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Review

Aria 101 acoustic

Issue #43

The all-new 100 series from Aria follows on from the successful launch of the Japanese company’s 200 and 500 series. According to Aria the 100 range is designed to “Offer great affordability while keeping a perfect playability and rich clear projection”. No point in beating around the bush here, this guitar is cheap to the point of thinking how can they actually make that for that?! As we know musicians are always after a bargain, so can an instrument in this price range still be playable and sound good? The low-mid price range acoustic market is a tough one, so let's see how the 101 holds up.

Our Aria-101 came finished in 'Matte Tobacco Sunburst', and first impressions imply a far more expensive guitar than its price tag. Despite the low price, this is a good looking instrument, with a nice finish and attention to detail throughout. The 20 fret mahogany neck with rosewood fingerboard was a pleasure to play, which is not always the case with guitars in this price range! In fact, despite all the improvements made in recent years, you quite often find less expensive acoustic guitars with high actions, frets buzzing and poor intonation, but I am happy to report that there were no such problems with this Aria.

Encouragingly, the neck size was very similar to that of an electric guitar making things very easy going, which makes this an ideal instrument is for a beginner or a younger player. Using sapele for the back sides, mated to a spruce top, isn't the most common choice but it is a perfectly respectable tonewood – sometimes used by the likes of C.F. Martin, no less! - so we have no quibbles there. All the notes rang clear, including individual notes in a chord, nothing ever sounded muddy or lost in the mix.

As you can hear on our video, the Aria resonated well, though due to its size and wood choice it's not the loudest of acoustics - for that you would need a bigger bodied instrument, though that is not always a happy option for a younger or smaller bodied player! Having said it may not be up there with a Jumbo or a full bodied Dreadnought in terms of volume, the 101 does have a good dynamic range depending on where/how you play it and it's also worth mentioning that the bridge is made from the same wood as the fretboard, adding tonal continuity.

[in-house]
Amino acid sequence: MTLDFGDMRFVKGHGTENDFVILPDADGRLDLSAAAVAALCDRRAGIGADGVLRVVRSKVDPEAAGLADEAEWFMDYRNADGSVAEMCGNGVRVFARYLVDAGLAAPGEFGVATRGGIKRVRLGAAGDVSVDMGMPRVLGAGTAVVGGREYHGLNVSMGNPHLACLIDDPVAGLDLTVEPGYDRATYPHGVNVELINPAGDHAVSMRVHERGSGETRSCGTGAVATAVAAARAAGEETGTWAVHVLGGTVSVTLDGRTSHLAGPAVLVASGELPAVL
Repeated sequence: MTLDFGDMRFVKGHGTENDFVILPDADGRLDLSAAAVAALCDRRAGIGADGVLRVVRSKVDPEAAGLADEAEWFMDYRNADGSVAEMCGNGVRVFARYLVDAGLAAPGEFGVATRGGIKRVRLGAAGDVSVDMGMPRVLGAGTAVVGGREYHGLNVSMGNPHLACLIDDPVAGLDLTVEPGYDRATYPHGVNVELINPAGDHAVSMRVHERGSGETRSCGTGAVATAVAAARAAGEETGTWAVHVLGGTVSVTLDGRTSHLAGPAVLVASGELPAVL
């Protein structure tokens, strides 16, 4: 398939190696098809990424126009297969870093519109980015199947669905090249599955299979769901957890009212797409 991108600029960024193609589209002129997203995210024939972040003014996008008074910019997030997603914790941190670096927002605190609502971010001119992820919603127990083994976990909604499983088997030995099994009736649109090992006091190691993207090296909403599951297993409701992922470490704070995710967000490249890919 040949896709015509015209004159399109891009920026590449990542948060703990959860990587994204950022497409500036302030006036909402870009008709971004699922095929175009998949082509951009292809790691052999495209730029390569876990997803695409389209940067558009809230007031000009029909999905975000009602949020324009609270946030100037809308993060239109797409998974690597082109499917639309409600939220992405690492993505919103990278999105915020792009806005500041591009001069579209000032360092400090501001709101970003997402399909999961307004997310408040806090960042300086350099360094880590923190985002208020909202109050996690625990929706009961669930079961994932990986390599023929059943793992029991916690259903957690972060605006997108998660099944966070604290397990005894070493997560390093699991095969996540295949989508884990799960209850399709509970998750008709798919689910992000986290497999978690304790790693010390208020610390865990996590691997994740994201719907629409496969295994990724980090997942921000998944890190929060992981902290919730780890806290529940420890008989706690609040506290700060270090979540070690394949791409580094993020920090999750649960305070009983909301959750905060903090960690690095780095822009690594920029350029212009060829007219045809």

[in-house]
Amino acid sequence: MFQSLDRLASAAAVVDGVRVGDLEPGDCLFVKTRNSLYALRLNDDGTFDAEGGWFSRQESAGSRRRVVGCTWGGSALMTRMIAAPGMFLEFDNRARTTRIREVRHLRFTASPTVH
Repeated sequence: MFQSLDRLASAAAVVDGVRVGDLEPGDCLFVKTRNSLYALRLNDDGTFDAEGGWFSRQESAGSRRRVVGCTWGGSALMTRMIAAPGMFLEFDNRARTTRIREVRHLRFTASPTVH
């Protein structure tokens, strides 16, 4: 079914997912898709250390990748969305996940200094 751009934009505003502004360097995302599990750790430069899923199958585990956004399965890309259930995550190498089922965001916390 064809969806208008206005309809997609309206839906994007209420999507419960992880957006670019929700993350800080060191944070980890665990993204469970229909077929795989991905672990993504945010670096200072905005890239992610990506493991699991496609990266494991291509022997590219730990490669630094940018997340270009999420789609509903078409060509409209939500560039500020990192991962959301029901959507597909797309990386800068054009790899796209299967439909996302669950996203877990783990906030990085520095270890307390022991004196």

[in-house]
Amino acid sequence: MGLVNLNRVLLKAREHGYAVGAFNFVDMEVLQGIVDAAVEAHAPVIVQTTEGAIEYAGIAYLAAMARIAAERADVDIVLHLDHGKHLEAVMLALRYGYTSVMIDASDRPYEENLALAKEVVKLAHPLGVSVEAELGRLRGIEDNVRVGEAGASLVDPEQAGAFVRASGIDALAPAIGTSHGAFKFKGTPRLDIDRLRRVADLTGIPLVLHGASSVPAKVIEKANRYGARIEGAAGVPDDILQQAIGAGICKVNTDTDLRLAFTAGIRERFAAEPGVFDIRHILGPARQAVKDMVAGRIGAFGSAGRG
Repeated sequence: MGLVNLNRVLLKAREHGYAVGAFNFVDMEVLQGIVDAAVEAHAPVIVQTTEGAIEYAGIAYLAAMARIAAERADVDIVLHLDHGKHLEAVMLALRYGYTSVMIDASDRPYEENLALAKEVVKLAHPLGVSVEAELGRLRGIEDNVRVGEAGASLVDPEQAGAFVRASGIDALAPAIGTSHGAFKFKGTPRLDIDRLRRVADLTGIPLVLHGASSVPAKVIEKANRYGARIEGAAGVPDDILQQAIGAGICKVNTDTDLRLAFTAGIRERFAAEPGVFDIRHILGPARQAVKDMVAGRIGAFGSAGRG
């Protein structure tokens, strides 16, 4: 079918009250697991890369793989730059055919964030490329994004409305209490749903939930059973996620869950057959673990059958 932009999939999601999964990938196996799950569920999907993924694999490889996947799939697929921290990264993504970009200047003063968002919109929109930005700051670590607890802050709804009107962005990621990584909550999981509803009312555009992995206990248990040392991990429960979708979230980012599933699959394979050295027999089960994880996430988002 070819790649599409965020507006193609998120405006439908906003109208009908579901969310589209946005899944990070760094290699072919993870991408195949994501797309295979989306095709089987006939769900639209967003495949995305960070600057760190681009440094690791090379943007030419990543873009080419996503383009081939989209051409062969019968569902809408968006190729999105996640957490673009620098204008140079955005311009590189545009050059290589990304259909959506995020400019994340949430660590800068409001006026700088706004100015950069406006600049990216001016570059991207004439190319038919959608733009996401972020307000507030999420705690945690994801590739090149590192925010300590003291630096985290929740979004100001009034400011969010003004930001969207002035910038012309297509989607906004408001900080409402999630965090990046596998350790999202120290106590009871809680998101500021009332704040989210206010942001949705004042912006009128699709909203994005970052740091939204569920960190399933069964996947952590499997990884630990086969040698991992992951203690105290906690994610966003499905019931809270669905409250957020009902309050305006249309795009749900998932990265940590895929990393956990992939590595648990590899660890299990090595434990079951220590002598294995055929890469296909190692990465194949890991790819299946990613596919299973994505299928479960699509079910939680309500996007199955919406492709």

Overall we were very impressed with this instrument. Especially if you were looking for an instrument for a beginner we think it would make an ideal buy, not least because it plays really well, which is probably the most important thing at this level. How many times have we seen beginners with a cheap Dreadnought acoustic with an action of doom, sweating and bleeding trying to play a D chord, only to give up guitar all together after a couple of weeks? Here Aria has made a good, playable, cheap guitar that sounds decent. OK its tone is a little limited to mid-top heavy voice and it doesn’t create much volume, but place a decent mic in front of it, or an add-on pickup, and a bit of clever EQ choosing could give you a gig-able acoustic, too. In fact that could suggest another market - players who want a guitar they can afford to knock around on stage, at rehearsals or just on the beach.

In conclusion, the Aria-101 is a very good entry level acoustic. Easy to play, with a solid acoustic tone. If you are looking for a good sounding, easy and fun to play acoustic guitar, offering great value for money, you won't go far wrong with this one.

 

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Issue #51

Wolf Hoffmann

Out Now

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